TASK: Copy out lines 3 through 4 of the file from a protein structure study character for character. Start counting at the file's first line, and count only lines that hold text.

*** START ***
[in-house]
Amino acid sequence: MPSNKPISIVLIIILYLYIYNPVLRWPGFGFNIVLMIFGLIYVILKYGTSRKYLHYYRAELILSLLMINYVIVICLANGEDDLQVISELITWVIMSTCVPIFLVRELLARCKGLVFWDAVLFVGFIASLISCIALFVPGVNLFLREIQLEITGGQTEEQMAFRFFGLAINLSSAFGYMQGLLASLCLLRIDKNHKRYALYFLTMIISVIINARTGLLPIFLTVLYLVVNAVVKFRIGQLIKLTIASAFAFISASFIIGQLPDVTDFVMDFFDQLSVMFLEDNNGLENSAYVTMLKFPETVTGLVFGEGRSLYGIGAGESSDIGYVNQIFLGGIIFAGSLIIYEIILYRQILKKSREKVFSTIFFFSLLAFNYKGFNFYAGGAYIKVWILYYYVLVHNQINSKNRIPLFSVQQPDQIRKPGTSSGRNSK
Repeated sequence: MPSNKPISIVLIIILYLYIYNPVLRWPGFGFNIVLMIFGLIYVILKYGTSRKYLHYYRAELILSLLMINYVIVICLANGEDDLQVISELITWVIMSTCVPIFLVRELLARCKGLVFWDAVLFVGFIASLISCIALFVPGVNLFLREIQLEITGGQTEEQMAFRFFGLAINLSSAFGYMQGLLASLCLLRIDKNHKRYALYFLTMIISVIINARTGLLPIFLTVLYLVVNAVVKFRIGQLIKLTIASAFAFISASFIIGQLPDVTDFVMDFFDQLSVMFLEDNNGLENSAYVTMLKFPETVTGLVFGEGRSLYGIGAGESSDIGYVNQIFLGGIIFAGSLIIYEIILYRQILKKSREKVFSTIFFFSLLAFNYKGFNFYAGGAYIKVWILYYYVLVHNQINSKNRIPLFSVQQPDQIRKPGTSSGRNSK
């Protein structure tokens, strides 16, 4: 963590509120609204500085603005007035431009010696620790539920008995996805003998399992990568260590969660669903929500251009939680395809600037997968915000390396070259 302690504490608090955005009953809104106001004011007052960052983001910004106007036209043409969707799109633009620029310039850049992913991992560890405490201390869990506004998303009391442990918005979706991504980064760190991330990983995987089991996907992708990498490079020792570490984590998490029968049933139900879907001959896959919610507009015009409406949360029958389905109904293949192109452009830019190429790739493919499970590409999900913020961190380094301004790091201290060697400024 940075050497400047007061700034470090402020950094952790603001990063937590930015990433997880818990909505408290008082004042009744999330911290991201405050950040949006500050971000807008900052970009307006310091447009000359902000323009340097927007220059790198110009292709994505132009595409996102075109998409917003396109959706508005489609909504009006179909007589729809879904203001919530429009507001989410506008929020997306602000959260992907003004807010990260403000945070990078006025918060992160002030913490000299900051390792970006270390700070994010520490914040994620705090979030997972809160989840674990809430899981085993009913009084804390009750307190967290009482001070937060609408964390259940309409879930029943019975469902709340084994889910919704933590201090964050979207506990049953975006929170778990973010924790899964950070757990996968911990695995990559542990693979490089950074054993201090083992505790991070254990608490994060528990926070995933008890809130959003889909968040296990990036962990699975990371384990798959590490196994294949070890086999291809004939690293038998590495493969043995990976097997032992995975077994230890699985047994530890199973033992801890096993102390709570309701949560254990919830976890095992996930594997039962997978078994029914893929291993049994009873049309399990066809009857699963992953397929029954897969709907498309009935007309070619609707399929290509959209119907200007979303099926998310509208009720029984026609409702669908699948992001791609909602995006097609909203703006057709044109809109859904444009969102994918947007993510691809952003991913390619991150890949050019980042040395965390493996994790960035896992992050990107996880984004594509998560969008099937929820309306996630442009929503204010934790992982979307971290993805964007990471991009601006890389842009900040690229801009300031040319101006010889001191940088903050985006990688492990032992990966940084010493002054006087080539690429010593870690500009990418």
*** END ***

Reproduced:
Repeated sequence: MPSNKPISIVLIIILYLYIYNPVLRWPGFGFNIVLMIFGLIYVILKYGTSRKYLHYYRAELILSLLMINYVIVICLANGEDDLQVISELITWVIMSTCVPIFLVRELLARCKGLVFWDAVLFVGFIASLISCIALFVPGVNLFLREIQLEITGGQTEEQMAFRFFGLAINLSSAFGYMQGLLASLCLLRIDKNHKRYALYFLTMIISVIINARTGLLPIFLTVLYLVVNAVVKFRIGQLIKLTIASAFAFISASFIIGQLPDVTDFVMDFFDQLSVMFLEDNNGLENSAYVTMLKFPETVTGLVFGEGRSLYGIGAGESSDIGYVNQIFLGGIIFAGSLIIYEIILYRQILKKSREKVFSTIFFFSLLAFNYKGFNFYAGGAYIKVWILYYYVLVHNQINSKNRIPLFSVQQPDQIRKPGTSSGRNSK
């Protein structure tokens, strides 16, 4: 963590509120609204500085603005007035431009010696620790539920008995996805003998399992990568260590969660669903929500251009939680395809600037997968915000390396070259 302690504490608090955005009953809104106001004011007052960052983001910004106007036209043409969707799109633009620029310039850049992913991992560890405490201390869990506004998303009391442990918005979706991504980064760190991330990983995987089991996907992708990498490079020792570490984590998490029968049933139900879907001959896959919610507009015009409406949360029958389905109904293949192109452009830019190429790739493919499970590409999900913020961190380094301004790091201290060697400024 940075050497400047007061700034470090402020950094952790603001990063937590930015990433997880818990909505408290008082004042009744999330911290991201405050950040949006500050971000807008900052970009307006310091447009000359902000323009340097927007220059790198110009292709994505132009595409996102075109998409917003396109959706508005489609909504009006179909007589729809879904203001919530429009507001989410506008929020997306602000959260992907003004807010990260403000945070990078006025918060992160002030913490000299900051390792970006270390700070994010520490914040994620705090979030997972809160989840674990809430899981085993009913009084804390009750307190967290009482001070937060609408964390259940309409879930029943019975469902709340084994889910919704933590201090964050979207506990049953975006929170778990973010924790899964950070757990996968911990695995990559542990693979490089950074054993201090083992505790991070254990608490994060528990926070995933008890809130959003889909968040296990990036962990699975990371384990798959590490196994294949070890086999291809004939690293038998590495493969043995990976097997032992995975077994230890699985047994530890199973033992801890096993102390709570309701949560254990919830976890095992996930594997039962997978078994029914893929291993049994009873049309399990066809009857699963992953397929029954897969709907498309009935007309070619609707399929290509959209119907200007979303099926998310509208009720029984026609409702669908699948992001791609909602995006097609909203703006057709044109809109859904444009969102994918947007993510691809952003991913390619991150890949050019980042040395965390493996994790960035896992992050990107996880984004594509998560969008099937929820309306996630442009929503204010934790992982979307971290993805964007990471991009601006890389842009900040690229801009300031040319101006010889001191940088903050985006990688492990032992990966940084010493002054006087080539690429010593870690500009990418």